Representative Williams presents legislative ideas to reduce racism in the wake of George Floyd murder and protests

“…it’s time to create a cohesive and unified body to root out those who are proven to be unfit to wear a badge…“ Representative Anastasia Williams (Democrat, District 9, Providence) was be joined by dozens of elected officials at a press conference on the south steps of the Rhode Island State House as she announced legislative initiatives to combat systematic
Photo for Representative Williams presents legislative ideas to reduce racism in the wake of George Floyd murder and protests

Published on June 4, 2020
By Steve Ahlquist

“’s time to create a cohesive and unified body to root out those who are proven to be unfit to wear a badge…

Representative Anastasia Williams (Democrat, District 9, Providence) was be joined by dozens of elected officials at a press conference on the south steps of the Rhode Island State House as she announced legislative initiatives to combat systematic racism in Rhode Island in the wake of the murder of George Floyd.

Among those attending were Speaker of the House Nicholas Mattiello, House Majority Leader Joseph Shekarchi, House Minority Leader Blake Filippi and Lieutenant Governor Daniel McKee.

“The killing of George Floyd was a wake-up call to many about the systematic racism that permeates our society, but these injustices of been long known to Rhode Island’s community of color,” said Representative Williams. “The persecution, harassment, and violence against the community of color must end and if our leaders are truly committed to ending these continuous injustices, the areas that we will discuss at the press conference must be changed immediately and permanently.”

Representative Williams spoke for about forty minutes, covering the following ideas:

  • The lack of diversity reflective of our state in the Rhode Island judicial system and the lack of judges of color on the bench.
  • The lack of diversity within our state’s public safety system and the lack of promotions for people of color serving in our police and fire departments.
  • The lack of people of color from the urban core working in Rhode Island’s suburban communities and governments.
  • Changing the make-up of boards and commissions, especially paid board positions, to properly and accurately reflect the diverse population of Rhode Island.
  • The stopping of outsourcing our taxpayer dollars to out of state individuals for government positions when there is a wealth of in-state talent within the community of color.
  • A raising of the 10 percent quota for minority businesses applying for state contracts to 25 percent.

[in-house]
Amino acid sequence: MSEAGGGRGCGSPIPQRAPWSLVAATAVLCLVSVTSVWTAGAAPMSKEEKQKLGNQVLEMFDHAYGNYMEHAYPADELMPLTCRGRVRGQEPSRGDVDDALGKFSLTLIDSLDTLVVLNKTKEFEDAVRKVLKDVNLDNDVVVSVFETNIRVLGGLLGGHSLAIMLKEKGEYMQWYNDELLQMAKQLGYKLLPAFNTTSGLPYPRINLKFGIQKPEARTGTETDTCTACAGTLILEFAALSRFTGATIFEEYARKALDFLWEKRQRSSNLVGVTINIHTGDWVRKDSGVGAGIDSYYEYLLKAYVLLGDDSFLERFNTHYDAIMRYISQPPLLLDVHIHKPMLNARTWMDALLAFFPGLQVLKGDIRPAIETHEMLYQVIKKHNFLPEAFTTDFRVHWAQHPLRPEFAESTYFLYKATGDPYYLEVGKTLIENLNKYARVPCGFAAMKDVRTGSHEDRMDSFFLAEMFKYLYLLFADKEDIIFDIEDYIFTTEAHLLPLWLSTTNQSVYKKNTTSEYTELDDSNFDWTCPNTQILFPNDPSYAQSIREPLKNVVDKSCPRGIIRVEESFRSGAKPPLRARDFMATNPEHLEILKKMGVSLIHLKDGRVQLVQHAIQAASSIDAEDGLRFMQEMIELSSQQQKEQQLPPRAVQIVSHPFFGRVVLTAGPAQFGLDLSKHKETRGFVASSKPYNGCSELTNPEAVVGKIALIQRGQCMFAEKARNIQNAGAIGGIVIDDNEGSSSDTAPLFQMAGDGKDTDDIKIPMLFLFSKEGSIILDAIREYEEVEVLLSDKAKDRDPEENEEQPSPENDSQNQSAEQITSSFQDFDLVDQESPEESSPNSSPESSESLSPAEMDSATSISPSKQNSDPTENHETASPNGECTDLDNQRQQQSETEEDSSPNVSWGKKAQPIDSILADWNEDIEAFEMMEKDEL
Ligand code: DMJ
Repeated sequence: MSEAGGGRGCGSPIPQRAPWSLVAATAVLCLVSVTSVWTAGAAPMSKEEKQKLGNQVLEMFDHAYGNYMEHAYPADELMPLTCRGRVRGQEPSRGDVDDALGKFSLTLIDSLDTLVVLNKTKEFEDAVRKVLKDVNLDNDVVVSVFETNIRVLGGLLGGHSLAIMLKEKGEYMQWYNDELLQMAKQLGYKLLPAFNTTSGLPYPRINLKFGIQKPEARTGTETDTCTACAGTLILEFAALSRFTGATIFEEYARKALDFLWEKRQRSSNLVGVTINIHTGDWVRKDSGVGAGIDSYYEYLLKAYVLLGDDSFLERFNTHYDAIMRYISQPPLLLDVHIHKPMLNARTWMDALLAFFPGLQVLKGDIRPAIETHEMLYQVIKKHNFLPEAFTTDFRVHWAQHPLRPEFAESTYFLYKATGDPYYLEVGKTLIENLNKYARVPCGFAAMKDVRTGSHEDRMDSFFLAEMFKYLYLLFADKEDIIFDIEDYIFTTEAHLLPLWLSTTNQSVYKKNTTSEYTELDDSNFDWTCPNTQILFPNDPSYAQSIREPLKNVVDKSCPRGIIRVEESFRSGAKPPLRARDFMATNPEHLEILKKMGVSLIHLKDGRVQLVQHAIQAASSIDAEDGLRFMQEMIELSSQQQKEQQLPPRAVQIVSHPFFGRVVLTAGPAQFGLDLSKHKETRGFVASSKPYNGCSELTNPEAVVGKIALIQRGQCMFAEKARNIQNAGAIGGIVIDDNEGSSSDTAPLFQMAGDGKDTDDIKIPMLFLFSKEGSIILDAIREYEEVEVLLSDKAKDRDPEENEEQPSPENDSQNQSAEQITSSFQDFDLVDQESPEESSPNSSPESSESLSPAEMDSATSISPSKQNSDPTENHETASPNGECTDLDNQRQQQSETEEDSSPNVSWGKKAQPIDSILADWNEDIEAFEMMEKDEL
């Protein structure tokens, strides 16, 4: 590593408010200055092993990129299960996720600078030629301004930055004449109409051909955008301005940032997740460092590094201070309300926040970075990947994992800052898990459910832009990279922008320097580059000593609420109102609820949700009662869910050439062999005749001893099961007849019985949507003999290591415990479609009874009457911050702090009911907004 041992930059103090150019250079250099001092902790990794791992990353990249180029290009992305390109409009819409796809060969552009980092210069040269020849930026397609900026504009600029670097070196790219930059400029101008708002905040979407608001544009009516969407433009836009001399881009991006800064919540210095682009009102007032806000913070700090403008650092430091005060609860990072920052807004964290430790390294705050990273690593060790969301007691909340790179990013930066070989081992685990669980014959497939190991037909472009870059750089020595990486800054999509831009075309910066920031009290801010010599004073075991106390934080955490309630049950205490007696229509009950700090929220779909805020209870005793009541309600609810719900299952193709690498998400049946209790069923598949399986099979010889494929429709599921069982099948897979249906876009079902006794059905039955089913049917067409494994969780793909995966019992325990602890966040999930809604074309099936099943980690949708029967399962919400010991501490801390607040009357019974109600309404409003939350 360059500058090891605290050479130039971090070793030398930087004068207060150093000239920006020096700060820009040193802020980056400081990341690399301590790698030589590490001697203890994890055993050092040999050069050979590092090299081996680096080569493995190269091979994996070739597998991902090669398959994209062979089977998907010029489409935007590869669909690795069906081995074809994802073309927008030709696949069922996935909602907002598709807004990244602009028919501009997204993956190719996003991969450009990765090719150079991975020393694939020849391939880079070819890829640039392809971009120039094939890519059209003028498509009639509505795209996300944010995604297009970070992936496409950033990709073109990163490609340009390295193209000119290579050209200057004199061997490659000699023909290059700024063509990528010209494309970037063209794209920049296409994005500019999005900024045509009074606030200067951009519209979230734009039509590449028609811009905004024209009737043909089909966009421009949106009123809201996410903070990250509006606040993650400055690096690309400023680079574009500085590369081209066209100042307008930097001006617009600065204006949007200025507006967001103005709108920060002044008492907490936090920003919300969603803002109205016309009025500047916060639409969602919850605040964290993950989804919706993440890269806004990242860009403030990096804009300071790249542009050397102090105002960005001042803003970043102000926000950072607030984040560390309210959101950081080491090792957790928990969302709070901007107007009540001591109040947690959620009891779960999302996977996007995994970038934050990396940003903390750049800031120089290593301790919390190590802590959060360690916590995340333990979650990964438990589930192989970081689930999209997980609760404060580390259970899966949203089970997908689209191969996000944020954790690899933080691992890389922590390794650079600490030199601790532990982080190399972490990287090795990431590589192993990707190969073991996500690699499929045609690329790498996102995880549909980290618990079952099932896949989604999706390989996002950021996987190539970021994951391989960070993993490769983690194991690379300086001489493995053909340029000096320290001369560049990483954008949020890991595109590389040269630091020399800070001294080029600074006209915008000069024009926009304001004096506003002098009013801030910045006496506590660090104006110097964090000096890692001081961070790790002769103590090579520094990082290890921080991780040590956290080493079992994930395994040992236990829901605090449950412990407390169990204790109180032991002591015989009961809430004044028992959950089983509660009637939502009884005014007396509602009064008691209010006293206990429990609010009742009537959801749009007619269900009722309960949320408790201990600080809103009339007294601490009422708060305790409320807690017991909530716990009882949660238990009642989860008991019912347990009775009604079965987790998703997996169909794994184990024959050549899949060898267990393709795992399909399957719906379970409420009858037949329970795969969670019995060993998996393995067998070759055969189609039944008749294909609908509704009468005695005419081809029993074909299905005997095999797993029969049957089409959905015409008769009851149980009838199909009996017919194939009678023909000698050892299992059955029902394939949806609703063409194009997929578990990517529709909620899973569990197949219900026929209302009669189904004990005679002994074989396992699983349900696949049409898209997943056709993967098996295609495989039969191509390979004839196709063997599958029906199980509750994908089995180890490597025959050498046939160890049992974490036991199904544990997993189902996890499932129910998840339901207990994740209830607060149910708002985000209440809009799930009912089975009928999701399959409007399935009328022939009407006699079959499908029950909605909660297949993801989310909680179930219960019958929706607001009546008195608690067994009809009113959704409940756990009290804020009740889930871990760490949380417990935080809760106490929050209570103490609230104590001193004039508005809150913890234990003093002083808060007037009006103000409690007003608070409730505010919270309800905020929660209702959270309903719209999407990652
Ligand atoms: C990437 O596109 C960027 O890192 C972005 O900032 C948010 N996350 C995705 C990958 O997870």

• Greater minority representation in the bidding of state contracts.
  • Changing the state contract bidding process that is particularly onerous for minority owned businesses and removing the barriers that are currently in place.
  • Changing the state’s civil service exam that discriminates against people of color when applying for state jobs.
  • Licenses for undocumented residents.
  • Increased funding for school and after-school programs.
  • The creation of a state and local police community reform task force.
  • Increased emphasis on youth employment, particularly within Rhode Island’s urban core.
  • Instituting the use of body cameras for all Rhode Island police departments.
  • Sweeping reforms to current police conduct polices, including a three-strike system to officers with numerous verified conduct complaints against them.
  • Increased minority access to healthcare and financial institutions and the services they provide.
  • The creation of a true living wage for the hard-working members of the community of color.

“No more backward thinking,” said Representative Williams, “Our youth are demonstrating their anger. We have not heard all of what they have been saying. For years, we have postured ourselves to make believe that we are listening, giving them the attention, but we have failed to hear what they have to say.”

Speaking on the Law Enforcement Officers’ Bill of Rights (LEOBoR), Representative Williams was clear: It needs serious reform.

“There is a list of things that we all need to get together and address. Law enforcement, on all levels and all municipalities in the state of Rhode Island – it’s time to create a cohesive and unified body to root out those who are proven to be unfit to wear a badge,” said Representative Williams. “For far too long, these bad actors, these jump out boys, have been sheltered, have been protected, have been encouraged, have been condoned and even promoted. And it has to stop. Because not every law enforcement officer is a bad cop, but by just that handful of bad ones, it makes all the good ones look the same. So I thank all of the officers who came up, stood up and made it known that they’re not part of this madness, but their hands are tied. They have to be concerned about retribution from their own. We need to be the ones to protect them. The policeman’s bill of rights needs a great overhaul.